Madam Speaker, I will be splitting my time with the member for Louis-Saint-Laurent.
I am pleased to rise today to once again speak to an issue that I, and many Canadians, care deeply about. I am thankful to be given the privilege to speak to Bill C-45 at third reading. This is a piece of legislation that addresses an issue very close to me. Today I am going to speak to why I oppose Bill C-45.
First and foremost, marijuana is a dangerous drug. The Liberal government should not push through this legislation. This is not what is right for Canadians. In theory, the purpose of this bill is to protect public health and public safety. In practice, Bill C-45 will not achieve this goal. One of the main concerns regarding this legislation is accessibility to drugs. Bill C-45 does not keep marijuana out of the hands of children. It allows it to be grown in households. If marijuana is in people's homes, what message is that sending to our kids? This legislation does not keep our children healthy and/or safe. I hear from concerned constituents almost every day who are confused about this legislation and are worried about what it means for their families. The Liberal government cannot recklessly continue to push through this legislation.
We know that marijuana is a dangerous drug. We know that it is damaging to the human body and addictive. We know it causes harmful effects on youth brain development and greater incidents of psychosis and schizophrenia. However, despite all of these side effects, the Liberal government is set to ensure that marijuana will be legal by July 1, 2018.
I oppose this legislation entirely. I choose to listen to the concerns raised by the scientists, doctors, and law enforcement officials. I want to advocate for the voices that are not being heard with respect to this legislation, those who say it is being rushed through without proper planning or consideration for the negative consequences of such complicated legislation.
The passing of Bill C-45 would lead to negative repercussions at the global level. I have spoken before to this concern, but it is an important one. If this legislation passes, Canada will be in violation of three international treaties. Therefore, how can Canada hold other countries to account on their treaty obligations when Canada does not honour its own?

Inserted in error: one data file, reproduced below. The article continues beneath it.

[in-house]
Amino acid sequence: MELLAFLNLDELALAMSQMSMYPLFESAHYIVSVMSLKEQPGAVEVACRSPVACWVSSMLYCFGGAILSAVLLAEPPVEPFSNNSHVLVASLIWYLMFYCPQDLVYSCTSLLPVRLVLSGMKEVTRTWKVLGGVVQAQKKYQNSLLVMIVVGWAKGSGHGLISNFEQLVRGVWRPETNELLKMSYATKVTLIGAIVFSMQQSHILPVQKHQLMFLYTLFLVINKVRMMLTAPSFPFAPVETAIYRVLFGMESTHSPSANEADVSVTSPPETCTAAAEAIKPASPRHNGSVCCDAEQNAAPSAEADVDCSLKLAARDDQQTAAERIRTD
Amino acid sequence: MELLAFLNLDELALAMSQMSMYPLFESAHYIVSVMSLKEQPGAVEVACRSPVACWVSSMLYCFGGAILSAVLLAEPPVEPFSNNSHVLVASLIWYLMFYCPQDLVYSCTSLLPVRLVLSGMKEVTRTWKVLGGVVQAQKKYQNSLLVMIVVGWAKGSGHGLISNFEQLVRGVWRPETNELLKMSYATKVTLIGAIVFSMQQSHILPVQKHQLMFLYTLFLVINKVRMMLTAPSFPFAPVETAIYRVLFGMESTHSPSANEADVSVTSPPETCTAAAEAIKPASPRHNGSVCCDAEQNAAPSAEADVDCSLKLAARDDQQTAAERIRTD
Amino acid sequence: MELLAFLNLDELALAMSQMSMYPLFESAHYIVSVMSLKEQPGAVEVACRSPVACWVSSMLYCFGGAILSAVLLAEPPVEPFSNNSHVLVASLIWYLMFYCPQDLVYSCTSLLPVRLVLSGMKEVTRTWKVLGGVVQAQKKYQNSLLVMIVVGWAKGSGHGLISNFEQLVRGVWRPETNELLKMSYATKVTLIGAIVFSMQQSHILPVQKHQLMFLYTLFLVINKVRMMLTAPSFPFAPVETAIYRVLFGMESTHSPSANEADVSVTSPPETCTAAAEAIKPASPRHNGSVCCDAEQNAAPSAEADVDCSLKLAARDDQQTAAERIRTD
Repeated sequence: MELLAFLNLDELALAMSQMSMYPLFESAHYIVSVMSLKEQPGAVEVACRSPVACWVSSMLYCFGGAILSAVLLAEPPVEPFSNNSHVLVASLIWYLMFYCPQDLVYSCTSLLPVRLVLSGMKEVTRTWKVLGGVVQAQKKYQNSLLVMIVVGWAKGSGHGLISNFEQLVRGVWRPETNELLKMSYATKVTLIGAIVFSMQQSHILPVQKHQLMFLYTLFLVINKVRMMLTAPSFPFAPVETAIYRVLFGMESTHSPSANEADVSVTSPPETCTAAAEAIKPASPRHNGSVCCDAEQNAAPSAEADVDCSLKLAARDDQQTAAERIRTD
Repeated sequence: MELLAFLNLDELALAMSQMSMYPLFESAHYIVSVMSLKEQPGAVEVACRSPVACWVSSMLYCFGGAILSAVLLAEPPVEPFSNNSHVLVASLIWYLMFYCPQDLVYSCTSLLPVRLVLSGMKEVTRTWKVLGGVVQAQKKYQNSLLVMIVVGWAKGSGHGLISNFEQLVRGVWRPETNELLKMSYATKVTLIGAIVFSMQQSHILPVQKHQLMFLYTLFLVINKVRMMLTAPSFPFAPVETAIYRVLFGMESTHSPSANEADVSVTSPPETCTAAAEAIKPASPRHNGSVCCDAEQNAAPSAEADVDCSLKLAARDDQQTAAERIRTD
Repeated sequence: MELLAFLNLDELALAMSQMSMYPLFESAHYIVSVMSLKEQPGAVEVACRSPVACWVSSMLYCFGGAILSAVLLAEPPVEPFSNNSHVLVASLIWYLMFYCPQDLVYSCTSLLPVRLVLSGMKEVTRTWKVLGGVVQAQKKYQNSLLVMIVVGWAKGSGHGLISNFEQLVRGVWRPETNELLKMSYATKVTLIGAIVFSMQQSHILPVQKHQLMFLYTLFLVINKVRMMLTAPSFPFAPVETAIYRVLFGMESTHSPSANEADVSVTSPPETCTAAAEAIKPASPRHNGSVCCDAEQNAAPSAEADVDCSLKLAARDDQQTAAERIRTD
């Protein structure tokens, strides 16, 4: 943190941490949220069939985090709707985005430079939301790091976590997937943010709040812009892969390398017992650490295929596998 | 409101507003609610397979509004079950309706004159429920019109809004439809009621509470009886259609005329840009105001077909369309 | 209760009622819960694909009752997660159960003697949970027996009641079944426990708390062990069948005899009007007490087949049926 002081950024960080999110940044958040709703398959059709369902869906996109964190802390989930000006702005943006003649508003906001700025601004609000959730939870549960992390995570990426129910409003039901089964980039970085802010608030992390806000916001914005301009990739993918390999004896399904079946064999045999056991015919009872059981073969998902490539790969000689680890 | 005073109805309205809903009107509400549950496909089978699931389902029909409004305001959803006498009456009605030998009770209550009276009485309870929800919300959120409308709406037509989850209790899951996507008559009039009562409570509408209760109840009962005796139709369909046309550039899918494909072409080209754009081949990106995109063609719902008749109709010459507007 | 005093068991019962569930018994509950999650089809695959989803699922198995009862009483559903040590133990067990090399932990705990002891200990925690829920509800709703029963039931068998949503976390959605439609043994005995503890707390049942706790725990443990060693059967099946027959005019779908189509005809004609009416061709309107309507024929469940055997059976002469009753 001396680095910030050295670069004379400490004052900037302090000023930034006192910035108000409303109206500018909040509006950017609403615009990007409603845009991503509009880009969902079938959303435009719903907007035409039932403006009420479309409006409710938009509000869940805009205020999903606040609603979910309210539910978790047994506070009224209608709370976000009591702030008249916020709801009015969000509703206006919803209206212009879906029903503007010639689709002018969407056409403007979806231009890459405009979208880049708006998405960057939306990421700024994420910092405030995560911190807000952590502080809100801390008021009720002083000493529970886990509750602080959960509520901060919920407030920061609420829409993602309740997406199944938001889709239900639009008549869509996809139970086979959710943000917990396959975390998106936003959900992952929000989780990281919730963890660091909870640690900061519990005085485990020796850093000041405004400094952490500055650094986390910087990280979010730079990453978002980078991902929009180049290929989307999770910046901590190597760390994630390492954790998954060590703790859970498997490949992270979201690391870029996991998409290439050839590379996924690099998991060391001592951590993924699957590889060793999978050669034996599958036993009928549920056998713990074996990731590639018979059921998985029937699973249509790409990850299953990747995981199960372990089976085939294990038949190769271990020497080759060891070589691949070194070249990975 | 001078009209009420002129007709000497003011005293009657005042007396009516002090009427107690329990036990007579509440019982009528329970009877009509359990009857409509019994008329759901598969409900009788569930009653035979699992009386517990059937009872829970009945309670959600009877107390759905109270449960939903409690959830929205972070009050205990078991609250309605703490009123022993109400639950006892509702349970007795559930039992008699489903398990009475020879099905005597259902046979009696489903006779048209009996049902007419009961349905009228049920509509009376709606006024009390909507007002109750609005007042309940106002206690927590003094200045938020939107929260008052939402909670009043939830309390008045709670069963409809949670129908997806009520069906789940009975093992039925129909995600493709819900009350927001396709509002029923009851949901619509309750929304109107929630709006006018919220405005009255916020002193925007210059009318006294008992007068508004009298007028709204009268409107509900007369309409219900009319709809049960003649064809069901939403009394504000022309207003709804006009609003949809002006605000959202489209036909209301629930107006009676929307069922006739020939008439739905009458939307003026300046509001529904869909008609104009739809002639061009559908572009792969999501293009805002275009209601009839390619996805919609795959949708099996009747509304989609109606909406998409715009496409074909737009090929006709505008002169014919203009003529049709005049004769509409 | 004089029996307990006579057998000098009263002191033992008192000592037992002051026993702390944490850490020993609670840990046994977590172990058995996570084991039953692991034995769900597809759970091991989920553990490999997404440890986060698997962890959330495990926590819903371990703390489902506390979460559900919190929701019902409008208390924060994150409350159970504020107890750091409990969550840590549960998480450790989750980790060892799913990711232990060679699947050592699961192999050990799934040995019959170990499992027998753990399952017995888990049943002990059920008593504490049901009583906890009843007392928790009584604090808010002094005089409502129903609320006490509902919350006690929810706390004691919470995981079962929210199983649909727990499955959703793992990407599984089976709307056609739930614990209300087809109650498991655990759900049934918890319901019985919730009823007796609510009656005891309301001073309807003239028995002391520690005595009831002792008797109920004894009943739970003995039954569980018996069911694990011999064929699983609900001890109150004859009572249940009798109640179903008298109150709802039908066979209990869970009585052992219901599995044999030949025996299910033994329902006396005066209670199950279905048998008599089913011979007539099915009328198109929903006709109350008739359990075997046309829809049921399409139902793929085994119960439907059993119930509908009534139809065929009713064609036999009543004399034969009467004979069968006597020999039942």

There are various issues regarding this legislation, which has led me to conclude that it is thoughtless, irresponsible, and rushed. The only goal it has is to reach the arbitrary deadline of July 1, 2018. The Liberal government is not listening to the medical professionals. It is not listening to our police forces. It is not even listening to the concerned Canadians, who believe that this bill is fundamentally flawed and is being rushed through Parliament in order to meet this arbitrary and irresponsible deadline. For these reasons, and many more, I am entirely opposed to this legislation. The science is clear that marijuana is dangerous.
I want to touch further on the issues with respect to our children and families. The last thing we want is youth consumption to increase. We do not want our children to have increased risks of mental health disorders. We should be setting up our children to succeed. When it comes to youth, I know we all want to ensure they are safe, able to have a better life, and have more opportunities than we did. Bill C-45 will not help us achieve this goal for our children. Allowing easier access to drugs will not leave our children better off.
Currently, the bill recommends the age of 18 as the federal minimum. However, the provinces are being given the power to set a higher age. This is problematic. If we talk to our southern neighbours, the United States, the states of Washington and Colorado have legalized marijuana and set 21 as the minimum age. Ontario presently says it will set the minimum age at 19 and Alberta at 21. We know this is not safe. Countless medical professionals have testified that the brain continues to develop until the age of 25.
According to the Canadian Medical Association, increased use of marijuana before the age of 25 increases one's risk of developing mental disorders such as schizophrenia, depression, and anxiety by up to 30% compared to those who have not used marijuana—